Bowing to a digital sound.
In their experiment at a center in Paris for the scientific study of music, the researchers are simulating the way oscillations build up in a string because of a bow's ability to respond instantaneously to the strings's motion. "We are dealing with a feedback system that is purposely unstable," says Weinreich.
As a long wire vibrates back and forth, a sensor measures its velocity about 32,000 times every second. These data go to a computer, which looks up the postulated frictional force that a bow would apply to a string moving at each particular speed. The force is translated into an electric current that is sent through the wire. A small magnet at the wire's bowing point converts this current into a force on the wire, which then moves, and the process repeats itself.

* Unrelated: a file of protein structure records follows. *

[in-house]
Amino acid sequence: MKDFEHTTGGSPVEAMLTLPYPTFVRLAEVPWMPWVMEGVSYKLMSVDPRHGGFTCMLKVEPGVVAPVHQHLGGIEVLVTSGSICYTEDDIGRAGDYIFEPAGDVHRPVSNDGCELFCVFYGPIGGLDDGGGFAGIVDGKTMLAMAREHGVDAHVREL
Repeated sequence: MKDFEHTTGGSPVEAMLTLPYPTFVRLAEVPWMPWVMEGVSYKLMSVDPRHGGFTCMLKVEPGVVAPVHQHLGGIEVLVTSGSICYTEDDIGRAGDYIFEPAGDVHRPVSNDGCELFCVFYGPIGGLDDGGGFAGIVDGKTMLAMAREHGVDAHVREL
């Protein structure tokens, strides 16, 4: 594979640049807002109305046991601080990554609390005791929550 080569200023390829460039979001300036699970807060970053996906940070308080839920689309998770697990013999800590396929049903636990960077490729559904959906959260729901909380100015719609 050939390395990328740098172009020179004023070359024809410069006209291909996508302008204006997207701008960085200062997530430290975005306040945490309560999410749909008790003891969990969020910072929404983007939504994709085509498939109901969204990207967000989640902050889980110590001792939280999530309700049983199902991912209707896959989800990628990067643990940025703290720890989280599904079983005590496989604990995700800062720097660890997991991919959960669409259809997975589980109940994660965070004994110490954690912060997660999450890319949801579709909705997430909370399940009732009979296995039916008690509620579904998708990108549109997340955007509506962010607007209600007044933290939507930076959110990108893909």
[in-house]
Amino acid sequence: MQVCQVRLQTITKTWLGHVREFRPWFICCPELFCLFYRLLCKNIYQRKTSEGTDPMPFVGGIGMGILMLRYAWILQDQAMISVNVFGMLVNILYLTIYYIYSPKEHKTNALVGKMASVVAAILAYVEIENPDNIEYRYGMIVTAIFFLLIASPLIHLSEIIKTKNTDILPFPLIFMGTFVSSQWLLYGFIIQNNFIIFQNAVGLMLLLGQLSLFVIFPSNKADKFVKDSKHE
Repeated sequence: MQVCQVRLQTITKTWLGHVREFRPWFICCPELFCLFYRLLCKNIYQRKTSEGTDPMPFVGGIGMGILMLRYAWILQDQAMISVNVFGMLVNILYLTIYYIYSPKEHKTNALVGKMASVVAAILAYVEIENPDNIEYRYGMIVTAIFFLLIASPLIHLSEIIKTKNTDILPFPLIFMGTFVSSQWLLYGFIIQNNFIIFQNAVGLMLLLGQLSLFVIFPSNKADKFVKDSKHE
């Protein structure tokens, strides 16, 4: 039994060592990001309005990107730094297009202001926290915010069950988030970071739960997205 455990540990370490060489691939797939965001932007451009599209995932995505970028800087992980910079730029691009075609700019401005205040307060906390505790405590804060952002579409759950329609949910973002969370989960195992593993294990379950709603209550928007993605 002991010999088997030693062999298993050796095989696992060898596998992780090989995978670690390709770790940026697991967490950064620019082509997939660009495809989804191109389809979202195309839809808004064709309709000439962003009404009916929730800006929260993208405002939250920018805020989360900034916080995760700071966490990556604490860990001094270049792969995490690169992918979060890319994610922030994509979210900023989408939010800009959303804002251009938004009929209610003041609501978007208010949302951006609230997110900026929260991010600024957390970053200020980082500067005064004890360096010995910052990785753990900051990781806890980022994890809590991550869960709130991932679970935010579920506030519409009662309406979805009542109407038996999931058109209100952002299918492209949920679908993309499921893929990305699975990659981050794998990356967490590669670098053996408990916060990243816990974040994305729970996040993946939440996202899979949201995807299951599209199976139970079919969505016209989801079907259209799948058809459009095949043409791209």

By changing the tables stored in the computer, Weinreich and Causse can test different theories about the role friction plays in the interaction between a violin bow and a string. "I'm now getting a much better insight into what the old theories predicted," says Weinreich. "I hope to go beyond that soon."
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|Title Annotation:||computer used to study vibrations in violin strings|
|Date:||Mar 9, 1985|
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